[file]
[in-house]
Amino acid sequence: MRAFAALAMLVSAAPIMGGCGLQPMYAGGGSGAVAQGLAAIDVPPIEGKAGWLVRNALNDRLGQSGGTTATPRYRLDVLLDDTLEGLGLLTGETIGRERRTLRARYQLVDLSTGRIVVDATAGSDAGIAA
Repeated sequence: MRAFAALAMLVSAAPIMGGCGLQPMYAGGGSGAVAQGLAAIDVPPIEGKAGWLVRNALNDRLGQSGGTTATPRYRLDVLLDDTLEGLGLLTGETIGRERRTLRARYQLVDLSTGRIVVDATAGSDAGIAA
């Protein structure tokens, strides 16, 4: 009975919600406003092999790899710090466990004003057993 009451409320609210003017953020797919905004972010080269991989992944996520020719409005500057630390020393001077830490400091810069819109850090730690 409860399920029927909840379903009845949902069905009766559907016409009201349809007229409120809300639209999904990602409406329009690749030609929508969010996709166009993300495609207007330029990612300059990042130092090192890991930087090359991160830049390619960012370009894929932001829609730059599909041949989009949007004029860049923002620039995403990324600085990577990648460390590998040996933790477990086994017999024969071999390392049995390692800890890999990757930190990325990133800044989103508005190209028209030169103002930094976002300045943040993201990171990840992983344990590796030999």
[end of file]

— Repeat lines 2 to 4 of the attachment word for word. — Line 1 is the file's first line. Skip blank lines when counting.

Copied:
Amino acid sequence: MRAFAALAMLVSAAPIMGGCGLQPMYAGGGSGAVAQGLAAIDVPPIEGKAGWLVRNALNDRLGQSGGTTATPRYRLDVLLDDTLEGLGLLTGETIGRERRTLRARYQLVDLSTGRIVVDATAGSDAGIAA
Repeated sequence: MRAFAALAMLVSAAPIMGGCGLQPMYAGGGSGAVAQGLAAIDVPPIEGKAGWLVRNALNDRLGQSGGTTATPRYRLDVLLDDTLEGLGLLTGETIGRERRTLRARYQLVDLSTGRIVVDATAGSDAGIAA
């Protein structure tokens, strides 16, 4: 009975919600406003092999790899710090466990004003057993 009451409320609210003017953020797919905004972010080269991989992944996520020719409005500057630390020393001077830490400091810069819109850090730690 409860399920029927909840379903009845949902069905009766559907016409009201349809007229409120809300639209999904990602409406329009690749030609929508969010996709166009993300495609207007330029990612300059990042130092090192890991930087090359991160830049390619960012370009894929932001829609730059599909041949989009949007004029860049923002620039995403990324600085990577990648460390590998040996933790477990086994017999024969071999390392049995390692800890890999990757930190990325990133800044989103508005190209028209030169103002930094976002300045943040993201990171990840992983344990590796030999």